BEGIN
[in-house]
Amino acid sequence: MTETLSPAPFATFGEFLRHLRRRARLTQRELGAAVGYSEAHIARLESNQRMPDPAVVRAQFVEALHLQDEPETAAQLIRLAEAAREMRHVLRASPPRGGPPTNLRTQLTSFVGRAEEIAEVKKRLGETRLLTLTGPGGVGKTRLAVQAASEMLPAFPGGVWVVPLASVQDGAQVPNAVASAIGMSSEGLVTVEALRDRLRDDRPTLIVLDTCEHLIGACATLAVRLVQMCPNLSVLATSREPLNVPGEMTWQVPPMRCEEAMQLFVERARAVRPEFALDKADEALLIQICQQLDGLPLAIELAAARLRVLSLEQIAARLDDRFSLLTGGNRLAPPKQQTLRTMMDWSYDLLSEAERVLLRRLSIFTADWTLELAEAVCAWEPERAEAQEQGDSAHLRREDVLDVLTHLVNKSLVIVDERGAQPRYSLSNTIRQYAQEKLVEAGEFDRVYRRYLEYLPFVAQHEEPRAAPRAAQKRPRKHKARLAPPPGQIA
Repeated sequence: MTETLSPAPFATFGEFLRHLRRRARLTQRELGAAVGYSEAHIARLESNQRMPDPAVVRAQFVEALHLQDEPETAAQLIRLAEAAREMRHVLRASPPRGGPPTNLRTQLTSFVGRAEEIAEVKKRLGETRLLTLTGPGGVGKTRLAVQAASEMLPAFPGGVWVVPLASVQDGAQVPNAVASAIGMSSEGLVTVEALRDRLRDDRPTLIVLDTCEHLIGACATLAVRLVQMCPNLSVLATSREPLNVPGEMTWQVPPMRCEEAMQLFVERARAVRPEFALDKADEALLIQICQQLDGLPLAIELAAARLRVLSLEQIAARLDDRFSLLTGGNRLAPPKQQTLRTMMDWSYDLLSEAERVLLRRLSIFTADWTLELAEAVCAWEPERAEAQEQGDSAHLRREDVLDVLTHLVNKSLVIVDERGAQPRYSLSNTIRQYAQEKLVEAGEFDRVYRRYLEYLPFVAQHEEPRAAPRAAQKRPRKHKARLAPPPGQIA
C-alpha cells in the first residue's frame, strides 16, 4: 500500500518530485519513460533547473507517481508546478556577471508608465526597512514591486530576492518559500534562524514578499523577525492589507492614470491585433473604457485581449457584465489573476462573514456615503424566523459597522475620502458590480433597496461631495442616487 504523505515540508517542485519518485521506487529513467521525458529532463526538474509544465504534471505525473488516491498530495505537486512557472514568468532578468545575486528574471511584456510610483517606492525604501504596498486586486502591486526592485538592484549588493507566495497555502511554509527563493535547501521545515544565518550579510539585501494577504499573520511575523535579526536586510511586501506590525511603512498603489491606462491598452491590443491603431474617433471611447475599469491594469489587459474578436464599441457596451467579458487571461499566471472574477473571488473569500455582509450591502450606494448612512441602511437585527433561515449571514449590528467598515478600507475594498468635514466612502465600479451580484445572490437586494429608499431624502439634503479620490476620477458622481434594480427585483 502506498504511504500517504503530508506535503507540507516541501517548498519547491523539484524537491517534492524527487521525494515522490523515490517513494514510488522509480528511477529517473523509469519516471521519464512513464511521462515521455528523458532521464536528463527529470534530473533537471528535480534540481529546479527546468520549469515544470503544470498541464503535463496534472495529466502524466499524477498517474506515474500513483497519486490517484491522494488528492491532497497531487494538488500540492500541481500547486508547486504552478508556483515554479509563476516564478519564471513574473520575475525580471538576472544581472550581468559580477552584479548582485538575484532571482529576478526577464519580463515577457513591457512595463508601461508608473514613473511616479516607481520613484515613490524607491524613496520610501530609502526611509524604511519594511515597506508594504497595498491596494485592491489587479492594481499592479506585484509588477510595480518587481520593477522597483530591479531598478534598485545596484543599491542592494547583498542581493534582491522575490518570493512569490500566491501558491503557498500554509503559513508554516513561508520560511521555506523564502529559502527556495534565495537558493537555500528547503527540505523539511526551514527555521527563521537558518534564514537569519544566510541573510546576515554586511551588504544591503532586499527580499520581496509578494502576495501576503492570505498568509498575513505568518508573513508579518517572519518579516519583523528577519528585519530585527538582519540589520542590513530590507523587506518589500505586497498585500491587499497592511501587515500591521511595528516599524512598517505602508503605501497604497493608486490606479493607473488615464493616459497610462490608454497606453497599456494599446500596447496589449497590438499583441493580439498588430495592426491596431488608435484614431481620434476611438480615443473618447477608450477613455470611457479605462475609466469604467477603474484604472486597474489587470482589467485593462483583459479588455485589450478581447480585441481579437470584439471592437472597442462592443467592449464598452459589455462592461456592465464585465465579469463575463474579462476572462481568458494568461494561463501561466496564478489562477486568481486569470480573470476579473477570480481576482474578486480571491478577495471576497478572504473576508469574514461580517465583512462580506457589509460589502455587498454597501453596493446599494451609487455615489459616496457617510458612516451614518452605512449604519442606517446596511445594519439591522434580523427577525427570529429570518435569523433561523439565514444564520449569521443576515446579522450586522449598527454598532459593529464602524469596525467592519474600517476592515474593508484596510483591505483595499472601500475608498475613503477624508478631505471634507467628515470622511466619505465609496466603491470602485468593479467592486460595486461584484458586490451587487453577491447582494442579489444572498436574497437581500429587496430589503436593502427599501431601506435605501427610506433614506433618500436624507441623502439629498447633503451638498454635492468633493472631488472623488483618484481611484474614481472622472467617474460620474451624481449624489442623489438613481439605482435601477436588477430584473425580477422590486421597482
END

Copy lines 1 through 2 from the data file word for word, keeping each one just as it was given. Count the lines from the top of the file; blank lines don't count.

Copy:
[in-house]
Amino acid sequence: MTETLSPAPFATFGEFLRHLRRRARLTQRELGAAVGYSEAHIARLESNQRMPDPAVVRAQFVEALHLQDEPETAAQLIRLAEAAREMRHVLRASPPRGGPPTNLRTQLTSFVGRAEEIAEVKKRLGETRLLTLTGPGGVGKTRLAVQAASEMLPAFPGGVWVVPLASVQDGAQVPNAVASAIGMSSEGLVTVEALRDRLRDDRPTLIVLDTCEHLIGACATLAVRLVQMCPNLSVLATSREPLNVPGEMTWQVPPMRCEEAMQLFVERARAVRPEFALDKADEALLIQICQQLDGLPLAIELAAARLRVLSLEQIAARLDDRFSLLTGGNRLAPPKQQTLRTMMDWSYDLLSEAERVLLRRLSIFTADWTLELAEAVCAWEPERAEAQEQGDSAHLRREDVLDVLTHLVNKSLVIVDERGAQPRYSLSNTIRQYAQEKLVEAGEFDRVYRRYLEYLPFVAQHEEPRAAPRAAQKRPRKHKARLAPPPGQIA